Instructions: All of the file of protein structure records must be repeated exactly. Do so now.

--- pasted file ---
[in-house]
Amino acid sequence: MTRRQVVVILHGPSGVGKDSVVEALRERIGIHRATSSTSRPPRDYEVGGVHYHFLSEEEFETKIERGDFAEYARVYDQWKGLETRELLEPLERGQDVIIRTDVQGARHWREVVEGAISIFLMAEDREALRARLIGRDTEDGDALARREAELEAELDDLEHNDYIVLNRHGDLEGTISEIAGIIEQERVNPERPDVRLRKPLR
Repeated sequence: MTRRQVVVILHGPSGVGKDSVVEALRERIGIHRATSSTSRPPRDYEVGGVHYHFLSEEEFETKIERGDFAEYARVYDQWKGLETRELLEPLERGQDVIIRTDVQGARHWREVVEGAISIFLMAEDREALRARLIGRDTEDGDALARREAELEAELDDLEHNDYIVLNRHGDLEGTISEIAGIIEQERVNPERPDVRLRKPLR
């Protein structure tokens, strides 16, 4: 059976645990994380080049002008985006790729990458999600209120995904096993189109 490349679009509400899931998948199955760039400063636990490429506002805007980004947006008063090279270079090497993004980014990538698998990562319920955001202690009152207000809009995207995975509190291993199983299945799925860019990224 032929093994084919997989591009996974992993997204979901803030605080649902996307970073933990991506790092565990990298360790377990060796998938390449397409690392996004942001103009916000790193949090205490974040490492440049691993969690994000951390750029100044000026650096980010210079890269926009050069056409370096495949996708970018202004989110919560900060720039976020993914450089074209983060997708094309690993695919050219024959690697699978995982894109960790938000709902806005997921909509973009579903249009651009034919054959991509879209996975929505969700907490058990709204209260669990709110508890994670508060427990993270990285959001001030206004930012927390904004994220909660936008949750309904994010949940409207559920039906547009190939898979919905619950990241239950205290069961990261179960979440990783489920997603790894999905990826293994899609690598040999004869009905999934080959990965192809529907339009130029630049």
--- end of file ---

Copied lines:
[in-house]
Amino acid sequence: MTRRQVVVILHGPSGVGKDSVVEALRERIGIHRATSSTSRPPRDYEVGGVHYHFLSEEEFETKIERGDFAEYARVYDQWKGLETRELLEPLERGQDVIIRTDVQGARHWREVVEGAISIFLMAEDREALRARLIGRDTEDGDALARREAELEAELDDLEHNDYIVLNRHGDLEGTISEIAGIIEQERVNPERPDVRLRKPLR
Repeated sequence: MTRRQVVVILHGPSGVGKDSVVEALRERIGIHRATSSTSRPPRDYEVGGVHYHFLSEEEFETKIERGDFAEYARVYDQWKGLETRELLEPLERGQDVIIRTDVQGARHWREVVEGAISIFLMAEDREALRARLIGRDTEDGDALARREAELEAELDDLEHNDYIVLNRHGDLEGTISEIAGIIEQERVNPERPDVRLRKPLR
């Protein structure tokens, strides 16, 4: 059976645990994380080049002008985006790729990458999600209120995904096993189109 490349679009509400899931998948199955760039400063636990490429506002805007980004947006008063090279270079090497993004980014990538698998990562319920955001202690009152207000809009995207995975509190291993199983299945799925860019990224 032929093994084919997989591009996974992993997204979901803030605080649902996307970073933990991506790092565990990298360790377990060796998938390449397409690392996004942001103009916000790193949090205490974040490492440049691993969690994000951390750029100044000026650096980010210079890269926009050069056409370096495949996708970018202004989110919560900060720039976020993914450089074209983060997708094309690993695919050219024959690697699978995982894109960790938000709902806005997921909509973009579903249009651009034919054959991509879209996975929505969700907490058990709204209260669990709110508890994670508060427990993270990285959001001030206004930012927390904004994220909660936008949750309904994010949940409207559920039906547009190939898979919905619950990241239950205290069961990261179960979440990783489920997603790894999905990826293994899609690598040999004869009905999934080959990965192809529907339009130029630049």